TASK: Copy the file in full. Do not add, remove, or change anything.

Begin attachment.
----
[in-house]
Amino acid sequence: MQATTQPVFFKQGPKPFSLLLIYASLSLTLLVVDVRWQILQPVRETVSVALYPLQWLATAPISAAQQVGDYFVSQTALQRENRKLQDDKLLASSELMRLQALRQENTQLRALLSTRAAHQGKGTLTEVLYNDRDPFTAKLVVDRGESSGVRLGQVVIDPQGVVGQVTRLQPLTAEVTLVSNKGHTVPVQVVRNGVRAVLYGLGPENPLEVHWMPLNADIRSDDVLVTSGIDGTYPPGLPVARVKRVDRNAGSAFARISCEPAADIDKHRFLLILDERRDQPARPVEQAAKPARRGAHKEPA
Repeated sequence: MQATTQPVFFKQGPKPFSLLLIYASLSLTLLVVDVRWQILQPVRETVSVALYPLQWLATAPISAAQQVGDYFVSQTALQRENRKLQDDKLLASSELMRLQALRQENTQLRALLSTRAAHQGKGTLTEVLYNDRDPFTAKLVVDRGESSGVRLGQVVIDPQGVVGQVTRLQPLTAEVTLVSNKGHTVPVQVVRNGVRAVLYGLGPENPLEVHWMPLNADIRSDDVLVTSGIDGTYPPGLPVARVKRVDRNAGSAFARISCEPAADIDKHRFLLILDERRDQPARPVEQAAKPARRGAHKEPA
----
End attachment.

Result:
[in-house]
Amino acid sequence: MQATTQPVFFKQGPKPFSLLLIYASLSLTLLVVDVRWQILQPVRETVSVALYPLQWLATAPISAAQQVGDYFVSQTALQRENRKLQDDKLLASSELMRLQALRQENTQLRALLSTRAAHQGKGTLTEVLYNDRDPFTAKLVVDRGESSGVRLGQVVIDPQGVVGQVTRLQPLTAEVTLVSNKGHTVPVQVVRNGVRAVLYGLGPENPLEVHWMPLNADIRSDDVLVTSGIDGTYPPGLPVARVKRVDRNAGSAFARISCEPAADIDKHRFLLILDERRDQPARPVEQAAKPARRGAHKEPA
Repeated sequence: MQATTQPVFFKQGPKPFSLLLIYASLSLTLLVVDVRWQILQPVRETVSVALYPLQWLATAPISAAQQVGDYFVSQTALQRENRKLQDDKLLASSELMRLQALRQENTQLRALLSTRAAHQGKGTLTEVLYNDRDPFTAKLVVDRGESSGVRLGQVVIDPQGVVGQVTRLQPLTAEVTLVSNKGHTVPVQVVRNGVRAVLYGLGPENPLEVHWMPLNADIRSDDVLVTSGIDGTYPPGLPVARVKRVDRNAGSAFARISCEPAADIDKHRFLLILDERRDQPARPVEQAAKPARRGAHKEPA